It seems that what happens to children is that once their learning gets controlled by the politics of our current educational system they no longer receive the heartfelt education with which they started their lives.

You will probably have given your baby and child a heartfelt education when they were at home with you. You will have nurtured and taught and encouraged and developed skills within them without even realising, that will have suited their needs and their characters, their gifts and their strengths. You will have made them feel important and loved and valued. You will have done this simply by parenting them in an attentive and respectful way.

Then they go to school.

All of us all of our lives need, and have a right to, an education that is close to our hearts. That develops our heart’s desires as well as our heads. That starts from our individuality and builds on it. That values us as people for who we are and what we can do.

It is not really possible to achieve this with a tightly prescriptive National Curriculum which requires targets to be met or an institution with an agenda that has little to do with an individual and a lot to do with political popularity.

It is possible to do it through home educating though.

Education is essentially about people, the development of individual human beings, who should have their individualities respected. Not disregarded.

To enable this to happen for our own children we removed them from school, just so they could continue the type of education with which they started their lives, before they were totally and irrevocably switched off to learning for the rest of their lives like so many young people that I see.

During the time they were learning out of school we were forced to think very hard about education. For once our children’s education was no longer wrapped up in curriculum and tests and outcomes and strategies and exams, that someone else designed for some other need rather than those of our individuals, then we had to think what we wanted it to be without all that wrapping. We had to think what education really was, underneath all that.

We have learned and changed much throughout our children’s education. For as I’ve said education goes on throughout our lives, both ours as well as the children’s. What we learned most of all was that

education is for life – not just for schools.

 Now that our children – or young people as they have become – have been involved again with the education system, albeit higher education, I see that ugly agenda of politics and grade winning overtake the real important education. But being older – and wiser – they can manage it better.

Younger children can’t.

If you want to consider educating your children’s heart as well as their heads, if you want their education to be a happy one as well as an academic one, then think about home educating as the serious and successful option it is. And join the community of thousands of others who now believe that happiness has a lot to do with it.

Or fight for something better in schools.

Whichever path you choose, your children deserve it.

My book ‘Learning Without School’ has lots of information about home education starting with help in making the decision.

For a real life look at what it’s like in a home educating family try ‘A Funny Kind Of Education’ Listen to an extract here; http://www.youtube.com/watch?v=k7PRuMTYP8E&feature=youtu.be 

Click on the My Books page for more…

There’s more to education than academics…

  Don’t you just detest the snobbery surrounding academic qualifications! There’s far more to education than simple grades.

Thanks to people like those at the Edge foundation there’s a chance to acknowledge that. They have set their new date for VQDay, (Vocational Qualification Day) to celebrate the fact that there is side to education other than the academic, even though many schools would have us believe otherwise.

‘Vocational qualifications (VQs) have never been more important to the economy and the individual; they deliver the trained, talented employees businesses are crying out for and ensure young people have the skills needed to succeed in education and work’ they say on their website. And they’re absolutely right. We are sold academics in a package of superiority and school social climbing at the detriment of other valuable skills and the needs of the individual.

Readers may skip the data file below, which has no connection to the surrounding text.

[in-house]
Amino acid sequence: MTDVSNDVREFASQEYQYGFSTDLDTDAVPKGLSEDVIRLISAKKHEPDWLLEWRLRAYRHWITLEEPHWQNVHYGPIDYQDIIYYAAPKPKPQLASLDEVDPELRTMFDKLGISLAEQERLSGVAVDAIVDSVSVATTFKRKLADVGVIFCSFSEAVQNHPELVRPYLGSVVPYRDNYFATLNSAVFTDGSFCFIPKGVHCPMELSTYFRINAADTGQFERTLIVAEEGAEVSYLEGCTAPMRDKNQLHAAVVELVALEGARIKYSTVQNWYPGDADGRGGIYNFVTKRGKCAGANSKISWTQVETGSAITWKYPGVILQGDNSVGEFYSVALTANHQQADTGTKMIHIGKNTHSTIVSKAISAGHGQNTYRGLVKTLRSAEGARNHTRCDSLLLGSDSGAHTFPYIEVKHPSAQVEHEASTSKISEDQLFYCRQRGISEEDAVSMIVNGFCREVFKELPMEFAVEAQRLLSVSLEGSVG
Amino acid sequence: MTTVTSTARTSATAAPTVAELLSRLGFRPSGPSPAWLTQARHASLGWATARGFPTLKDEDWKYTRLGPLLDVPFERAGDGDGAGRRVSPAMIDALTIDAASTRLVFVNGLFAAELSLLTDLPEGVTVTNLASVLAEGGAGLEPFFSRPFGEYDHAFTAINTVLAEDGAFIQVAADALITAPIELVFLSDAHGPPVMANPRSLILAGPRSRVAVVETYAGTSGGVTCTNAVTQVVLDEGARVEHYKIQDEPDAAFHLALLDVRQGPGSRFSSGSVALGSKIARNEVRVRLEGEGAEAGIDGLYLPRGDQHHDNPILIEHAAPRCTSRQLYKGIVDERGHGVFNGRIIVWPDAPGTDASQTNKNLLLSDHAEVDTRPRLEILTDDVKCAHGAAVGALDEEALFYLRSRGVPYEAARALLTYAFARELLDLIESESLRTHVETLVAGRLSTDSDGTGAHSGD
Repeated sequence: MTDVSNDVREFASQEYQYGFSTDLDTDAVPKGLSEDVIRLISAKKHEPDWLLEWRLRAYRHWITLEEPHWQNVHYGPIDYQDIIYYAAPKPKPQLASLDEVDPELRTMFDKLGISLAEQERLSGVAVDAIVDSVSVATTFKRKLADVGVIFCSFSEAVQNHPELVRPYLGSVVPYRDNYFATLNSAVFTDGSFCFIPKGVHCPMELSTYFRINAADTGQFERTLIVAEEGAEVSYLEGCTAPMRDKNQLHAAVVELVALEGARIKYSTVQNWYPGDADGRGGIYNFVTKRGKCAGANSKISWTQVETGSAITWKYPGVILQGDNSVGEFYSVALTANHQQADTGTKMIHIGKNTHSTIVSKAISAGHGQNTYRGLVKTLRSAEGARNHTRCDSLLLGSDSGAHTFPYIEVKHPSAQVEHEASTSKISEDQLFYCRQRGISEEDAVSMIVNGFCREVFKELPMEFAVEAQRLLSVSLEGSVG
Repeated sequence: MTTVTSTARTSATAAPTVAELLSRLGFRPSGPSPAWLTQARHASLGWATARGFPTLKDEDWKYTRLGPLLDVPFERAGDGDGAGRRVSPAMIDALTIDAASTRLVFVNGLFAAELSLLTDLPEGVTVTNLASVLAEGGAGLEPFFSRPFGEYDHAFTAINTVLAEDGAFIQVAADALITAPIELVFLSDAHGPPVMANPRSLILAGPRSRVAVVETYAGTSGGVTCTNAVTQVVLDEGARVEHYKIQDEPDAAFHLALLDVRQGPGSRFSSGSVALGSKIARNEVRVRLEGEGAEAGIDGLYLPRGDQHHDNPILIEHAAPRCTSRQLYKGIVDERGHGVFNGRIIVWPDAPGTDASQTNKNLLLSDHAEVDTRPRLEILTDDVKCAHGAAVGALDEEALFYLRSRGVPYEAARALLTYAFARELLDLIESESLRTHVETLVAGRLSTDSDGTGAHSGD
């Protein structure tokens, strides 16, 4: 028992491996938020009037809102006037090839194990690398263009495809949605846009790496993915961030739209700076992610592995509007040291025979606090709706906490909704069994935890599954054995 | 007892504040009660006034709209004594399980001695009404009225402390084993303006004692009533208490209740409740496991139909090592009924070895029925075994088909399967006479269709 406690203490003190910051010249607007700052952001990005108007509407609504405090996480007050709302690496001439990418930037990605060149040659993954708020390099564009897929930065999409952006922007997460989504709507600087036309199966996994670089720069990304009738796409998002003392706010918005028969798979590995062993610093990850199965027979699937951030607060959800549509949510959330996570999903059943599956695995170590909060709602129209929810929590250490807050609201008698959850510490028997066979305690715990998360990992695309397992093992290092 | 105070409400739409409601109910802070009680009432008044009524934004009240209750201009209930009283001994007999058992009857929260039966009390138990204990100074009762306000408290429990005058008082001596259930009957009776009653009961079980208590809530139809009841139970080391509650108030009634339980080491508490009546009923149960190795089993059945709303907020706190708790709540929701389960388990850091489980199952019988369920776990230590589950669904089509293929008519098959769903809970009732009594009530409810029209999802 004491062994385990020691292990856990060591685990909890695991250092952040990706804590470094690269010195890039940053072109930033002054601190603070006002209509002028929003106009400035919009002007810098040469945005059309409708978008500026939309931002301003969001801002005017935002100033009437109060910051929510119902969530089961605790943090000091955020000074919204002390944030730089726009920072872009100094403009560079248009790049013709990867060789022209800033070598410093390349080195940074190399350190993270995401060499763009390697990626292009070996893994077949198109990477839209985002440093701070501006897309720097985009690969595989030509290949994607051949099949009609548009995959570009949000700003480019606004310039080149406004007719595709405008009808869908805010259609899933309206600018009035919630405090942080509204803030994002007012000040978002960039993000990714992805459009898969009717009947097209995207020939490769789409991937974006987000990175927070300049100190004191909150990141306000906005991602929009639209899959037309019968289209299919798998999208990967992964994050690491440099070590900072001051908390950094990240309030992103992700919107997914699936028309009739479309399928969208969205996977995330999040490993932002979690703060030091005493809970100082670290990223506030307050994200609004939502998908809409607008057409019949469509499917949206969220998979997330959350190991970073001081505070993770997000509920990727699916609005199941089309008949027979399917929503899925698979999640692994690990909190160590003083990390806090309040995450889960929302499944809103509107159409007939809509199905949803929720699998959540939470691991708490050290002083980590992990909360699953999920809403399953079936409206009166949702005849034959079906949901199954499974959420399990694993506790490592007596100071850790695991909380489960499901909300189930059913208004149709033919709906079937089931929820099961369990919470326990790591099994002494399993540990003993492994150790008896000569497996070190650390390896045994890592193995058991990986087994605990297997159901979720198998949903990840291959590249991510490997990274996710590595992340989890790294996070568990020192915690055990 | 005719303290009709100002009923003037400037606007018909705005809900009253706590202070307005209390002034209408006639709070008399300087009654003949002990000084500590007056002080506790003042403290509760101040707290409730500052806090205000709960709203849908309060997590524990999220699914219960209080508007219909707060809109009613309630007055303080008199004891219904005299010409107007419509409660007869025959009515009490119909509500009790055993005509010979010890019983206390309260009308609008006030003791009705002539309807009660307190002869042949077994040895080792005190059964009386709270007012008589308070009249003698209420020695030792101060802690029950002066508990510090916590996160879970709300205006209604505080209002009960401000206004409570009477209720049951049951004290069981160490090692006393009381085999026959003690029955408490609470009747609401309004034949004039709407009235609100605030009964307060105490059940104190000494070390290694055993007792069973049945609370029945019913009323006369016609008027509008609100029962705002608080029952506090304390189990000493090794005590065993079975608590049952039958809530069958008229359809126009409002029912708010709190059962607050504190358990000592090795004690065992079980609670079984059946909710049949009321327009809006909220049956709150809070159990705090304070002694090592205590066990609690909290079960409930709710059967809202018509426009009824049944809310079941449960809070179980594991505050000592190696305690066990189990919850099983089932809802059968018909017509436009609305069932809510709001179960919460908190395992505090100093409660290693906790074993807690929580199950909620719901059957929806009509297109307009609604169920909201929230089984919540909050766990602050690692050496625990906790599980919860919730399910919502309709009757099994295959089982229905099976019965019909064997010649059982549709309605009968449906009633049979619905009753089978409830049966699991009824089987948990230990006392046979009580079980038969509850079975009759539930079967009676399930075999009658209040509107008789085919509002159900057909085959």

We need young people with skills not just bits of paper; academic qualification needs putting in perspective with that. Part of the reason that home educated children do so well is the fact that much of their learning life is spent on developing skills out and about in life before the bits of paper are added on, if at all. It’s a shame the children in schools are not given the same opportunity.

Check out the websites to see another side to the learning story.

practical and vocational qualification…

Logo of The Edge Foundation

There’s more to life than university. And although we’re investigating it here for our latest teen I’m no more hoodwinked into believing the propaganda that it is the only route to a successful and prosperous life than I’m hoodwinked into believing school is the only answer to an education. As a home educator we have proof that it’s not.

A few years ago we came across the Edge Foundation. http://www.edge.co.uk/home An organisation ‘dedicated to raising the status of practical and vocational learning’. Such an inspirational concept, we got involved and they used us as one of their ‘success stories’ which illustrate paths other than the purely academic.

The snobbery attached to the academic in favour of the vocational or practical can get me riled enough to rip up prospectuses in anger. There are far too many young people pushed forward into academic degrees simply because they have an aptitude for it, or make the school or government Stats look good, or probably more common; their parents want the status in their social circles. Or, also very common; they don’t know what else to do. What a reason for deciding a career! I think it’s more sad that young people leave school without ever having realised where their vocation lies than it is them leaving without qualification. It says something about schools’ failure to identify and develop children’s potential; to ‘lead them out’ as is the real meaning of education, rather than just fill them up with academics.

So it’s really good to know that there are organisations out there that herald and applaud the vocational qualification and practical skill. So much so they even hold a vocational qualification day. Here you’ll find the details of it for next year; www.vqday.org.uk

The world needs practical skills possibly even more than it needs academics. I wonder how long it will take for the academics to stop looking down on that fact, for the practical to be truly valued. And what an uninspiring place it will be if we have a society made up of people who have no true passion for what they do, who have never discovered their vocation. Maybe that’s why we have so many young people not bothered about having a job. Because it is vocation, and the sense of achievement, that truly motivates people to work.